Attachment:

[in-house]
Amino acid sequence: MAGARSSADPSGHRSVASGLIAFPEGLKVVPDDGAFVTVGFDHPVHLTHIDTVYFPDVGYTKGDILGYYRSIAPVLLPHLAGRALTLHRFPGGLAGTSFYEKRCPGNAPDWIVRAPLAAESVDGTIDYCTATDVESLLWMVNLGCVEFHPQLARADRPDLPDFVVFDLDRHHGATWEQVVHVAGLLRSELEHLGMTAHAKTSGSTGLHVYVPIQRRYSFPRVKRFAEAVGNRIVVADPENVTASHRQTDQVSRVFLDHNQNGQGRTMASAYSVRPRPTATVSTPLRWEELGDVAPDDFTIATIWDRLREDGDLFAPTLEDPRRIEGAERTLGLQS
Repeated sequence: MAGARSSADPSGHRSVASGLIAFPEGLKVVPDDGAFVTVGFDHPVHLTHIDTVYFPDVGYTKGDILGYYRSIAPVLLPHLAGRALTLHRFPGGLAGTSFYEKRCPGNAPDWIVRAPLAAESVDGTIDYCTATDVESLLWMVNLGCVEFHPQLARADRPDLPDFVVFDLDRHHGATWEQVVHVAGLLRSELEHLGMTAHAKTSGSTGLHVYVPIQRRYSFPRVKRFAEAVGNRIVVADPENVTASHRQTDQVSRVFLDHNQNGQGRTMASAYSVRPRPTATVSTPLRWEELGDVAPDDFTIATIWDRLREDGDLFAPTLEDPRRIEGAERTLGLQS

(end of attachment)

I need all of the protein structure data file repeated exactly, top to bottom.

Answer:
[in-house]
Amino acid sequence: MAGARSSADPSGHRSVASGLIAFPEGLKVVPDDGAFVTVGFDHPVHLTHIDTVYFPDVGYTKGDILGYYRSIAPVLLPHLAGRALTLHRFPGGLAGTSFYEKRCPGNAPDWIVRAPLAAESVDGTIDYCTATDVESLLWMVNLGCVEFHPQLARADRPDLPDFVVFDLDRHHGATWEQVVHVAGLLRSELEHLGMTAHAKTSGSTGLHVYVPIQRRYSFPRVKRFAEAVGNRIVVADPENVTASHRQTDQVSRVFLDHNQNGQGRTMASAYSVRPRPTATVSTPLRWEELGDVAPDDFTIATIWDRLREDGDLFAPTLEDPRRIEGAERTLGLQS
Repeated sequence: MAGARSSADPSGHRSVASGLIAFPEGLKVVPDDGAFVTVGFDHPVHLTHIDTVYFPDVGYTKGDILGYYRSIAPVLLPHLAGRALTLHRFPGGLAGTSFYEKRCPGNAPDWIVRAPLAAESVDGTIDYCTATDVESLLWMVNLGCVEFHPQLARADRPDLPDFVVFDLDRHHGATWEQVVHVAGLLRSELEHLGMTAHAKTSGSTGLHVYVPIQRRYSFPRVKRFAEAVGNRIVVADPENVTASHRQTDQVSRVFLDHNQNGQGRTMASAYSVRPRPTATVSTPLRWEELGDVAPDDFTIATIWDRLREDGDLFAPTLEDPRRIEGAERTLGLQS